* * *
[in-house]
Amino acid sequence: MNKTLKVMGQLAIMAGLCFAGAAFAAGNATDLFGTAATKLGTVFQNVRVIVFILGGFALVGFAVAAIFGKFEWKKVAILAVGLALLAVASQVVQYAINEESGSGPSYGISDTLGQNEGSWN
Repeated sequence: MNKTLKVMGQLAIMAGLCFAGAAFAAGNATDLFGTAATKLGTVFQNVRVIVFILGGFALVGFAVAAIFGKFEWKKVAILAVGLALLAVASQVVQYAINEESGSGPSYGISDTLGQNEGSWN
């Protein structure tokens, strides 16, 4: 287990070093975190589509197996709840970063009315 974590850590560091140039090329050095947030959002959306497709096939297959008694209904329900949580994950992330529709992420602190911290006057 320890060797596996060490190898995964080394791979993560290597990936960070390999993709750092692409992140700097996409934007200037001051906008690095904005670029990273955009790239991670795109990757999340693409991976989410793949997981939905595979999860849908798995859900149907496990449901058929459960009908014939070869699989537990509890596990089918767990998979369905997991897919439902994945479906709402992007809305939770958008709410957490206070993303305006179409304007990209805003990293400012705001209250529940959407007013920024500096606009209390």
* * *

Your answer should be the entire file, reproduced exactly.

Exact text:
[in-house]
Amino acid sequence: MNKTLKVMGQLAIMAGLCFAGAAFAAGNATDLFGTAATKLGTVFQNVRVIVFILGGFALVGFAVAAIFGKFEWKKVAILAVGLALLAVASQVVQYAINEESGSGPSYGISDTLGQNEGSWN
Repeated sequence: MNKTLKVMGQLAIMAGLCFAGAAFAAGNATDLFGTAATKLGTVFQNVRVIVFILGGFALVGFAVAAIFGKFEWKKVAILAVGLALLAVASQVVQYAINEESGSGPSYGISDTLGQNEGSWN
């Protein structure tokens, strides 16, 4: 287990070093975190589509197996709840970063009315 974590850590560091140039090329050095947030959002959306497709096939297959008694209904329900949580994950992330529709992420602190911290006057 320890060797596996060490190898995964080394791979993560290597990936960070390999993709750092692409992140700097996409934007200037001051906008690095904005670029990273955009790239991670795109990757999340693409991976989410793949997981939905595979999860849908798995859900149907496990449901058929459960009908014939070869699989537990509890596990089918767990998979369905997991897919439902994945479906709402992007809305939770958008709410957490206070993303305006179409304007990209805003990293400012705001209250529940959407007013920024500096606009209390």